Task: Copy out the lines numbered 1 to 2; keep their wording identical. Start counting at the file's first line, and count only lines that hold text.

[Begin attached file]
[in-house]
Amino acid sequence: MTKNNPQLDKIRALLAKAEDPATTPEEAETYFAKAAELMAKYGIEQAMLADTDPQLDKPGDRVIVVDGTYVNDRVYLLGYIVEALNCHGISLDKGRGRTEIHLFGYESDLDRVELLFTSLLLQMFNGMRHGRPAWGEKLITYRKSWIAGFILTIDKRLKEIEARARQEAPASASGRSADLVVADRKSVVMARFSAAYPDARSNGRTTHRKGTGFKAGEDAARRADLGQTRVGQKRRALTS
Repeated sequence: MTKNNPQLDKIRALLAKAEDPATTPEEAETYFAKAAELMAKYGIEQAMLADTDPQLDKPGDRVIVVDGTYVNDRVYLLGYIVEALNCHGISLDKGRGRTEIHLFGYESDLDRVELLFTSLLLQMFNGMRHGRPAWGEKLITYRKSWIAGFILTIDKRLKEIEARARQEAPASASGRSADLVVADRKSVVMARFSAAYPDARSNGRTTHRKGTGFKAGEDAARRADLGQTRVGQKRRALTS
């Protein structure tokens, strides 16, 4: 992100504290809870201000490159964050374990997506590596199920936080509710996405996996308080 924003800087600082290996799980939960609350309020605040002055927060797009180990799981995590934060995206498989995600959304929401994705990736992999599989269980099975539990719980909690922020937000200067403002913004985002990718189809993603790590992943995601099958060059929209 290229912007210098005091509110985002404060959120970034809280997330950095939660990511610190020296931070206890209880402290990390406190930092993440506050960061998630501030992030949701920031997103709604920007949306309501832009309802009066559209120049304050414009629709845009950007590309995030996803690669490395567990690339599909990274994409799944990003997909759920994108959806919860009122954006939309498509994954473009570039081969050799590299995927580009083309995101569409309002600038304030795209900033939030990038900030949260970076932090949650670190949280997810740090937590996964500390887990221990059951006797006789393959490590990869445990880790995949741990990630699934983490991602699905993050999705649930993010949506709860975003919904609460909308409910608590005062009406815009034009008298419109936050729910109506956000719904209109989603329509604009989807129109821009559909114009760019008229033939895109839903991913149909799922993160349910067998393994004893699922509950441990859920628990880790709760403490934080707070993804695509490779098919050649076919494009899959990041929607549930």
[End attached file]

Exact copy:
[in-house]
Amino acid sequence: MTKNNPQLDKIRALLAKAEDPATTPEEAETYFAKAAELMAKYGIEQAMLADTDPQLDKPGDRVIVVDGTYVNDRVYLLGYIVEALNCHGISLDKGRGRTEIHLFGYESDLDRVELLFTSLLLQMFNGMRHGRPAWGEKLITYRKSWIAGFILTIDKRLKEIEARARQEAPASASGRSADLVVADRKSVVMARFSAAYPDARSNGRTTHRKGTGFKAGEDAARRADLGQTRVGQKRRALTS